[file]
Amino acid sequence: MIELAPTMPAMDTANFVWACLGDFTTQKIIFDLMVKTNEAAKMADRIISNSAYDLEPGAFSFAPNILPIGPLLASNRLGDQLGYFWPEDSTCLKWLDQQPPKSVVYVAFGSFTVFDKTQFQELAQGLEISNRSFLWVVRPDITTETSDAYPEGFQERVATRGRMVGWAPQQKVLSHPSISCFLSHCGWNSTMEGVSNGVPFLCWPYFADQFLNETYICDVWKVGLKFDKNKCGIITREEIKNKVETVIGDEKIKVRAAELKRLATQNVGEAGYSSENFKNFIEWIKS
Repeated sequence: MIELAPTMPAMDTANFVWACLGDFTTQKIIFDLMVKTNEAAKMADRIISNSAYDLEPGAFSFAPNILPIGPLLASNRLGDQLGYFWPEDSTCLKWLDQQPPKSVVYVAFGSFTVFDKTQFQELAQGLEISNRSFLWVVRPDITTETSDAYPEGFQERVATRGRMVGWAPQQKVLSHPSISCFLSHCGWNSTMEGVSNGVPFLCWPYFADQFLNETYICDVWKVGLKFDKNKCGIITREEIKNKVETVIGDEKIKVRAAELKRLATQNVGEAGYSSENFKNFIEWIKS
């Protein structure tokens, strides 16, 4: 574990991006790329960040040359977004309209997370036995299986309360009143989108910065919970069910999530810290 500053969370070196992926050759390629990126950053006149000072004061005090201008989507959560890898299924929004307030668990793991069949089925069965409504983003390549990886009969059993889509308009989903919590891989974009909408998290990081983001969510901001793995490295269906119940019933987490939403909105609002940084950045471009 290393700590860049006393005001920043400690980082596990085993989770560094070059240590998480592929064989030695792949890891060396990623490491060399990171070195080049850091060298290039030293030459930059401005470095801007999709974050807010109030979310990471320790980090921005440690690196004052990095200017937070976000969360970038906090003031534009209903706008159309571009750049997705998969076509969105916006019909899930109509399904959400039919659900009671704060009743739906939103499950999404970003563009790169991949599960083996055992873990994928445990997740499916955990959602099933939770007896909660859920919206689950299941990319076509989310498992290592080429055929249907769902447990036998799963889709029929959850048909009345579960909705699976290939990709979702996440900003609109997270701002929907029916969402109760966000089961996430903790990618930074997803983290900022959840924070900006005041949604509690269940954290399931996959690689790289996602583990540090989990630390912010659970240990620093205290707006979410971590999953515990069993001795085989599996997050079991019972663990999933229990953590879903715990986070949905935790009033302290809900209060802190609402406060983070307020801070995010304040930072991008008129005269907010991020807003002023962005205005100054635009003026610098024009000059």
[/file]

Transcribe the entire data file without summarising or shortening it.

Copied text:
Amino acid sequence: MIELAPTMPAMDTANFVWACLGDFTTQKIIFDLMVKTNEAAKMADRIISNSAYDLEPGAFSFAPNILPIGPLLASNRLGDQLGYFWPEDSTCLKWLDQQPPKSVVYVAFGSFTVFDKTQFQELAQGLEISNRSFLWVVRPDITTETSDAYPEGFQERVATRGRMVGWAPQQKVLSHPSISCFLSHCGWNSTMEGVSNGVPFLCWPYFADQFLNETYICDVWKVGLKFDKNKCGIITREEIKNKVETVIGDEKIKVRAAELKRLATQNVGEAGYSSENFKNFIEWIKS
Repeated sequence: MIELAPTMPAMDTANFVWACLGDFTTQKIIFDLMVKTNEAAKMADRIISNSAYDLEPGAFSFAPNILPIGPLLASNRLGDQLGYFWPEDSTCLKWLDQQPPKSVVYVAFGSFTVFDKTQFQELAQGLEISNRSFLWVVRPDITTETSDAYPEGFQERVATRGRMVGWAPQQKVLSHPSISCFLSHCGWNSTMEGVSNGVPFLCWPYFADQFLNETYICDVWKVGLKFDKNKCGIITREEIKNKVETVIGDEKIKVRAAELKRLATQNVGEAGYSSENFKNFIEWIKS
């Protein structure tokens, strides 16, 4: 574990991006790329960040040359977004309209997370036995299986309360009143989108910065919970069910999530810290 500053969370070196992926050759390629990126950053006149000072004061005090201008989507959560890898299924929004307030668990793991069949089925069965409504983003390549990886009969059993889509308009989903919590891989974009909408998290990081983001969510901001793995490295269906119940019933987490939403909105609002940084950045471009 290393700590860049006393005001920043400690980082596990085993989770560094070059240590998480592929064989030695792949890891060396990623490491060399990171070195080049850091060298290039030293030459930059401005470095801007999709974050807010109030979310990471320790980090921005440690690196004052990095200017937070976000969360970038906090003031534009209903706008159309571009750049997705998969076509969105916006019909899930109509399904959400039919659900009671704060009743739906939103499950999404970003563009790169991949599960083996055992873990994928445990997740499916955990959602099933939770007896909660859920919206689950299941990319076509989310498992290592080429055929249907769902447990036998799963889709029929959850048909009345579960909705699976290939990709979702996440900003609109997270701002929907029916969402109760966000089961996430903790990618930074997803983290900022959840924070900006005041949604509690269940954290399931996959690689790289996602583990540090989990630390912010659970240990620093205290707006979410971590999953515990069993001795085989599996997050079991019972663990999933229990953590879903715990986070949905935790009033302290809900209060802190609402406060983070307020801070995010304040930072991008008129005269907010991020807003002023962005205005100054635009003026610098024009000059």